Edward Alden Jewell, noted in The New York Times article covering the exhibition that "Hobart Nichols, president, announces in the catalogue that despite the fact that many members 'have put aside their profession for the duration' and are serving either in the armed forces or in defense jobs, the National Academy 'is determined to carry on its historic tradition and help continue, through this trying period, the cultural integrity for which we are all fighting.'"
(Edward Alden Jewell, "Landscape Takes $500 Altman Prize; Antonio Martino's Painting, 'Tower Street,' a Winner in National Academy Show," The New York Times, February 16, 1943, p. 13/FK177)
Franz Kline [from a letter c. February 1943 to his family]:
Now for some real news that came to me as a complete surprise. First I entered two canvases for the annual National Academy art show which you know I exhibited in last spring. Well, they usually take only one picture; that's the rule. This year to my surprise they accepted and are exhibiting the two. And for one of them I have received a $300 prize.. The winning picture was was a large painting from memory of Palmerton, Pa., the Lehigh Valley - yard train, station, and the hills leading home to Lehighton. The composition is slightly abstract and the mood of the painting seems to receive many compliments... (FK56)
In the February 21, 1943 issue of The New York Times, Edward Alden Jewell wrote "Of the several landscapes thus honored, those by Henry Gasser and Franz Kline are perhaps the most pleasurable." Other artists exhibiting in the show who merited a mention by Jewell in his article included Lillian Westcott Hale, Dorothea Chace, William Meyerowitz, William S. Schwartz, Sante Graziani, Maurice Sievan, Abraham Harriton, Tekla Hoffman, Annette Wolff, August Mosca, Elise Ford, Dorothy Andrew, Kenneth Washburn, George Schwasco, Kenneth Bates, Arthur Silz, Albert B. Serwazi, Dorothy Van Loan, Frances Greenman, Ivan Le Lorrain Albright, Ogden M. Pleissner, Robert Brackman, Louise E. Marianetti, Paul Sample, John F. Folinsbee, Louis de Valentin, Ivan G. Olinksy, Tosca Olinsky, Helen Sawyer, Mo Com, Frank London, Dines Carlsen, Marion Sanford, Ture Bengtz, Gene Alden Walker, Leon Kroll, Charles Hopkinson, Greta Matson, Paul Clemens, Mary Rand Birch, Gleb Derujinsky. (Edward Alden Jewell, "National Academy Annual; The 117th Yearly Round-Up Proves to Be Quite Characteristic As an Exhibition - A New Group - Dove, Gatch and Fiene," The New York Times, February 21, 1943, p. x11)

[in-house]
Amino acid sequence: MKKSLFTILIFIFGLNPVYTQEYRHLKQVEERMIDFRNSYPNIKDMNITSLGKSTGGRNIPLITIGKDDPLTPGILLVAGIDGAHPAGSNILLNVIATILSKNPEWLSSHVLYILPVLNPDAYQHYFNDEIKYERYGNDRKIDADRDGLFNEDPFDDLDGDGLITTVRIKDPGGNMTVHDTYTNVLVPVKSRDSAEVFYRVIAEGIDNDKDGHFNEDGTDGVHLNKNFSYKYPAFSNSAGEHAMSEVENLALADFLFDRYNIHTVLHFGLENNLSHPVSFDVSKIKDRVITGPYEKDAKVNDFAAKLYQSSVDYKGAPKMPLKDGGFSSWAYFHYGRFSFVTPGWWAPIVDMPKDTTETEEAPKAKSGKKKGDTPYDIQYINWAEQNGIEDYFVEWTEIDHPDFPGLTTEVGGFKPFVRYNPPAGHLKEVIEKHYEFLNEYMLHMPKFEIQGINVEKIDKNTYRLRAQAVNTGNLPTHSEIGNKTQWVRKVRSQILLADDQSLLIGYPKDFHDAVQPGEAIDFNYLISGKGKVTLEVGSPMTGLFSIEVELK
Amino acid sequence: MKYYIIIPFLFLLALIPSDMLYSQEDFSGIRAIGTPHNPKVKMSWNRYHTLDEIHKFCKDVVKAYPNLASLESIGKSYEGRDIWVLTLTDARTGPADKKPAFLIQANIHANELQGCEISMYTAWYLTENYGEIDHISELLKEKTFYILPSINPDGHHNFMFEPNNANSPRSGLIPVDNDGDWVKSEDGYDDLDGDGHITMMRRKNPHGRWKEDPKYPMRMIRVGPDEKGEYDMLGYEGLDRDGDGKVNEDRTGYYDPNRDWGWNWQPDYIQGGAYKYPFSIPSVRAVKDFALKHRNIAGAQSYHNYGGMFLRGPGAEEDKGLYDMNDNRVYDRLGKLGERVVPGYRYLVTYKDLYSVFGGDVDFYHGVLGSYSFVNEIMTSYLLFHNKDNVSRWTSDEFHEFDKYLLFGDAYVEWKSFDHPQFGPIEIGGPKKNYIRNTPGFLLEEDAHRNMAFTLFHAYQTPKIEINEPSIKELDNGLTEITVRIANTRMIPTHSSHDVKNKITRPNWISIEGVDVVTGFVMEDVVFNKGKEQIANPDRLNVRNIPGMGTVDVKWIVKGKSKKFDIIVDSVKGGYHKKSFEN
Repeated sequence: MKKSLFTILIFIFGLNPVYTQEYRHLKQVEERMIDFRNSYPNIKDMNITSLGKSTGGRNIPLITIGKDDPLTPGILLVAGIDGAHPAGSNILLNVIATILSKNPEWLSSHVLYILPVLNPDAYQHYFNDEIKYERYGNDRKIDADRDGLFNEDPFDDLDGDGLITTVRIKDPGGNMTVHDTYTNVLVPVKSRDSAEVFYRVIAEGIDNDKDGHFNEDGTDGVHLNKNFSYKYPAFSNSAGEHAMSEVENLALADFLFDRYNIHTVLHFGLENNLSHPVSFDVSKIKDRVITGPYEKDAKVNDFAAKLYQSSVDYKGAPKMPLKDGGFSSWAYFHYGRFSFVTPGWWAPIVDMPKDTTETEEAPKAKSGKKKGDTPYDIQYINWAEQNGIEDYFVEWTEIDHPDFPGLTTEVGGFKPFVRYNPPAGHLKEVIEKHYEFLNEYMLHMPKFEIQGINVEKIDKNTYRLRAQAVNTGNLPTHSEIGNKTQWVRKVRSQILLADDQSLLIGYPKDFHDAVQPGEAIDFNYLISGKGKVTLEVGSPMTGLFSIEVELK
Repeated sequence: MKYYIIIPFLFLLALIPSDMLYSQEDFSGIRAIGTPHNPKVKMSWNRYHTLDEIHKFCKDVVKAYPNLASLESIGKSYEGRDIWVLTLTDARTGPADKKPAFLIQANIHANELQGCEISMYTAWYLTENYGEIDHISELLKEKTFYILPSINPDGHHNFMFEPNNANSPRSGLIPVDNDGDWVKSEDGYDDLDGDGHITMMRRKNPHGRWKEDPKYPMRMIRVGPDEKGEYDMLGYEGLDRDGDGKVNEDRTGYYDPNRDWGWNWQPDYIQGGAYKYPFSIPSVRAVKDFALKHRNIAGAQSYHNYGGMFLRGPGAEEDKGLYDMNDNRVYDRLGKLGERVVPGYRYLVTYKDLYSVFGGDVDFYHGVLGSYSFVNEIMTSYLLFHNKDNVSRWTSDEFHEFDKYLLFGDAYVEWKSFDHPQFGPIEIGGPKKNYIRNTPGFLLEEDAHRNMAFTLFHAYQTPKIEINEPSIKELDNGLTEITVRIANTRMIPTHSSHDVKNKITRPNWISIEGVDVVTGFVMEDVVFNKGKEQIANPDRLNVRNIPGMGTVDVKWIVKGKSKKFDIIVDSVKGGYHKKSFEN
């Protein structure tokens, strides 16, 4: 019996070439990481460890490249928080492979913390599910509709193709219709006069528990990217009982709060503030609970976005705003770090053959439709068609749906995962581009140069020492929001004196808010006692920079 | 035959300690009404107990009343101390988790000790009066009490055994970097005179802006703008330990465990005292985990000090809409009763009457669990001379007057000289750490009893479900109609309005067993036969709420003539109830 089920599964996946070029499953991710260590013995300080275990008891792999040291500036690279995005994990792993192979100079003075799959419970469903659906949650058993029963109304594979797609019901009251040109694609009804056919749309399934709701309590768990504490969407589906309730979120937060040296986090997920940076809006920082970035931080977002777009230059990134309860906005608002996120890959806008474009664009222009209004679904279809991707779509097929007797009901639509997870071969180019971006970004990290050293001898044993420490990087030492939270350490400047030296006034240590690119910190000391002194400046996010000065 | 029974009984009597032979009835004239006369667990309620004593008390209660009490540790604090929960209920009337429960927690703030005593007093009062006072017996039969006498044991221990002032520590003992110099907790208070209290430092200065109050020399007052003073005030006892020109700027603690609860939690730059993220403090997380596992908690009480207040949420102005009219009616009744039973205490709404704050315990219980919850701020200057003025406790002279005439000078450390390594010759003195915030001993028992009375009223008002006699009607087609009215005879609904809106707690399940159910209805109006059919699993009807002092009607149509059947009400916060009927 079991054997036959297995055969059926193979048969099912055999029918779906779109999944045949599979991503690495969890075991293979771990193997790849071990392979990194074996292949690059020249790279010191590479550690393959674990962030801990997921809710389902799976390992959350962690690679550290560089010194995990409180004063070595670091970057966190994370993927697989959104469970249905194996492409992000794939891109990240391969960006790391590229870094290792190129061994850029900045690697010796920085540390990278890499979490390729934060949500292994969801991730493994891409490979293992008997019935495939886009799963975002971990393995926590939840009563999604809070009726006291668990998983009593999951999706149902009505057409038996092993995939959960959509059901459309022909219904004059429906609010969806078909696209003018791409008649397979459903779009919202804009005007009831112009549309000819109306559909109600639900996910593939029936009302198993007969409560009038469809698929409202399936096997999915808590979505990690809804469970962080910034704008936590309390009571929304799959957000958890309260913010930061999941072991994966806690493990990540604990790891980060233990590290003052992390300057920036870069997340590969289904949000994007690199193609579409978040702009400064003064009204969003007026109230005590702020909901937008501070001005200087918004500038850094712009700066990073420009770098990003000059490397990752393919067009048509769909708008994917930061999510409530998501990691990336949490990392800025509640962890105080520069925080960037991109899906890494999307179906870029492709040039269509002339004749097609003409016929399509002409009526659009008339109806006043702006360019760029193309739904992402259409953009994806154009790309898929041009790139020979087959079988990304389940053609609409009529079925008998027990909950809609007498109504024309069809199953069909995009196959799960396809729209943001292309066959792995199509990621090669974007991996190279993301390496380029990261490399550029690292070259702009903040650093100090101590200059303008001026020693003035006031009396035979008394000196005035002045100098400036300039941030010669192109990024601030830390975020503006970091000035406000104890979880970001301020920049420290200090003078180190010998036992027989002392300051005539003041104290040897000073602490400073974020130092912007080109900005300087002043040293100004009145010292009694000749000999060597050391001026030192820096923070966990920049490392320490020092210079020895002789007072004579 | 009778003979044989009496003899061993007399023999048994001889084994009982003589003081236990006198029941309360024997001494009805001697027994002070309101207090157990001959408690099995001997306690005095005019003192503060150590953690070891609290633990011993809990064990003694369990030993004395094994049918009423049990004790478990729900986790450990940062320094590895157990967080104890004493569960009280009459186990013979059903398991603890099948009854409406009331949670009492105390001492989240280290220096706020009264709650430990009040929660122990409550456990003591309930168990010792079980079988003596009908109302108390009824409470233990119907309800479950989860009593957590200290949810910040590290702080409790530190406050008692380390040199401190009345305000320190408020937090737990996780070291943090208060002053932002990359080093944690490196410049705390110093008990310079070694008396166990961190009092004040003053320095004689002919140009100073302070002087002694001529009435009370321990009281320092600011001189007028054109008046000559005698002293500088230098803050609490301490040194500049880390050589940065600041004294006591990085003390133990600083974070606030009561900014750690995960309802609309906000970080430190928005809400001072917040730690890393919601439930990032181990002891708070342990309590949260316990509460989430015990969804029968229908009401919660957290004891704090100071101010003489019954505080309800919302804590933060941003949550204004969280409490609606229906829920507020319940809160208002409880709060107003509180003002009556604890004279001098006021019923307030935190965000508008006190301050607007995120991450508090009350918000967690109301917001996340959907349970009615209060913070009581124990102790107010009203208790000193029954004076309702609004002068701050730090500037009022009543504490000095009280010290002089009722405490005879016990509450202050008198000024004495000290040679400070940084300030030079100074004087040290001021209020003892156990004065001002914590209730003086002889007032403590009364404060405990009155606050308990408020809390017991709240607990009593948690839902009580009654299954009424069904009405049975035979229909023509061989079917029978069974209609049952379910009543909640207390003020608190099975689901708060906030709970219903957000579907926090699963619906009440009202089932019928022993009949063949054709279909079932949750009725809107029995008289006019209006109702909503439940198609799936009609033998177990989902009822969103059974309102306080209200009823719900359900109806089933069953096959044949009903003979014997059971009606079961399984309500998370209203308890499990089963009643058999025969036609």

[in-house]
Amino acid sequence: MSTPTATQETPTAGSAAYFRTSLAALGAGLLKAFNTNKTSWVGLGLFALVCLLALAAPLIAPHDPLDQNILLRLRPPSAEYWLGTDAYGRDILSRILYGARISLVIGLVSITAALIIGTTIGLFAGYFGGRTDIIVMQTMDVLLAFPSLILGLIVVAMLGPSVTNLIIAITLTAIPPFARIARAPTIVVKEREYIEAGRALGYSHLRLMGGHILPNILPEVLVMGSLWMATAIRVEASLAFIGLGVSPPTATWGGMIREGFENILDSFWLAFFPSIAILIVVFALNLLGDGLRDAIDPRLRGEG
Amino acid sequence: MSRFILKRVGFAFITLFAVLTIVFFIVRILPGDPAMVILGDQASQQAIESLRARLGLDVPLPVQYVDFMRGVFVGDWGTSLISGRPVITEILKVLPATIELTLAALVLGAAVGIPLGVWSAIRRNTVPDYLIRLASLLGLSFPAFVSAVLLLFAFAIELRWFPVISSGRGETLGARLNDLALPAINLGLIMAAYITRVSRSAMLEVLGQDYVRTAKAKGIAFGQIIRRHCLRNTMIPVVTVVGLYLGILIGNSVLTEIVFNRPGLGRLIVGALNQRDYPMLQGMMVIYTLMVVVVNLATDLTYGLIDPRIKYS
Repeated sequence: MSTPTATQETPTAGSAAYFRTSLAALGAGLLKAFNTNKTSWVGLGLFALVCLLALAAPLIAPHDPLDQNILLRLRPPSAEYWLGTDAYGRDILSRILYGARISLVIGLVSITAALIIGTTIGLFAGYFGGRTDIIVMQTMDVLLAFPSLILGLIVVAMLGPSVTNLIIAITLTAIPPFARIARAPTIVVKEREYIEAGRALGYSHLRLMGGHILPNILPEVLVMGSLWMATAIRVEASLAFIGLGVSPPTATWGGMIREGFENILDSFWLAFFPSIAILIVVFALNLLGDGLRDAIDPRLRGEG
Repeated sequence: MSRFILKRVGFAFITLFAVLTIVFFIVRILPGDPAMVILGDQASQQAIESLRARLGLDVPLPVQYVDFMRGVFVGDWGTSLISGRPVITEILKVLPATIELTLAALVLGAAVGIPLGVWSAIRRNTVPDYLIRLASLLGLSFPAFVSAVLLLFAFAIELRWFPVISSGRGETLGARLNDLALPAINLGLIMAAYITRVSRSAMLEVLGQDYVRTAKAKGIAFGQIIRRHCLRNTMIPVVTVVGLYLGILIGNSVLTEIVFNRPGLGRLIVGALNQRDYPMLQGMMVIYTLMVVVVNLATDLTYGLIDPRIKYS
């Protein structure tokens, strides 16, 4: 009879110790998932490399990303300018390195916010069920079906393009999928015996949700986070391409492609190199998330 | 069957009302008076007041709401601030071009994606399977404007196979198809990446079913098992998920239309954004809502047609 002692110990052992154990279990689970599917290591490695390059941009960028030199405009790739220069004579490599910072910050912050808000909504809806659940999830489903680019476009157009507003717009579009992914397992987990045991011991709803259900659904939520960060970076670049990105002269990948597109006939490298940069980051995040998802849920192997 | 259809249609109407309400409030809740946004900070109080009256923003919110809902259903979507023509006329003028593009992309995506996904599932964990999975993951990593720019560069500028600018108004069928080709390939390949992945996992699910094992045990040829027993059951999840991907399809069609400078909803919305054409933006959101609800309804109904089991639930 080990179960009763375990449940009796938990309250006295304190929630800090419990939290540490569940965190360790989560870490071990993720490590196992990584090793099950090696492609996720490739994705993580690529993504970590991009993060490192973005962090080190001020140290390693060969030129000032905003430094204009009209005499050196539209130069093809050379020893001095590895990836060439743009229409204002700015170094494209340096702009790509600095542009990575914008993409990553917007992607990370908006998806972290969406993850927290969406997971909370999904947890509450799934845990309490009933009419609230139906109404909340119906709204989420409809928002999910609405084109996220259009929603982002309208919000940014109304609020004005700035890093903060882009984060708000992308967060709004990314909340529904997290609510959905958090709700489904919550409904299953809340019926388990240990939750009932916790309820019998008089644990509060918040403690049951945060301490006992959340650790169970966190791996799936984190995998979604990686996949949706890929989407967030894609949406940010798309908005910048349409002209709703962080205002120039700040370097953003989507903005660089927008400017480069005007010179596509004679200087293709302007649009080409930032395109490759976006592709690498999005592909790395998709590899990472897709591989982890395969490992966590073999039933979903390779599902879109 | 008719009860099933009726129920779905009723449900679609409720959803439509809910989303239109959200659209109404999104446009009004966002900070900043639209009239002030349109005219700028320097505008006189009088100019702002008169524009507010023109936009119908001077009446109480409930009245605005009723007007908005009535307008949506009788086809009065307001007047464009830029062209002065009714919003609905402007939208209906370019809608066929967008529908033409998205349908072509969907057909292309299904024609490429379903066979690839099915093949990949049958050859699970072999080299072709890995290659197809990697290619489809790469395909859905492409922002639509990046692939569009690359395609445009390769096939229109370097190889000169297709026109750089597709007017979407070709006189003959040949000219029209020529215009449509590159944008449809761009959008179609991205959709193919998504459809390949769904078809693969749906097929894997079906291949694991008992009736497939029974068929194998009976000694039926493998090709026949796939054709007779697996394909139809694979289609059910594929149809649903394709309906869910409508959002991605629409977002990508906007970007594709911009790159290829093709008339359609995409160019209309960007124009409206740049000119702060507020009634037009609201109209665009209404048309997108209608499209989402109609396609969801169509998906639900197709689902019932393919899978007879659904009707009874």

Léger arrived in New York in February 1943. (BA338) Arshile Gorky held a dinner for Léger and David and Mary Burliuk at his studio. Mary Burliuk noticed that the studio had been turned into comfortable sitting room and that when Léger arrived, Gorky appeared "thin, nervous, with his soft voice and enchanting laughter - looked overwhelmed with emotion." (BA338) Gorky's wife, Agnes spoke French fluently and served as a translator for the two artists.
The food served and eaten. It is late now. Léger is on the giant sofa. He speaks. He speaks French only. In five years in the States he did not learn one English sentence.
"I always have an interpreter," he explains. "A study of a new language would take me away from my art. I am a Frenchman, and that is good enough for me. Now if you are not in the mood to show me your paintings - don't do it. One's heart belongs to his art and not always one can open his heart. But I would like for Agness [sic] to tell me everything about Arshile's childhood. I want to know what made him feel that he must paint."
I felt sorry for poor Arshile. I felt sorry to see him so confused, shaken, almost crushed by the presence of Fernand Léger in his studio. Agnes began to translate her husband's quiet, deep moving words. (HH403)
Gorky told a favourite story from his childhood:
I remember myself when I was five years old. The year I first began to speak. Mother and I are going to church. We are there. For a while she left me standing before a painting. It was a painting of infernal regions. There were angels on the painting. White angels. And black angels. All the black angels were going to Hades. I looked at myself. I am black, too. It means there is no Heaven for me. A child's heart could not accept it. And I decided there and then to prove to the world that a black angel can be good, too, must be good and wants to give his inner goodness to the whole world, black and white world...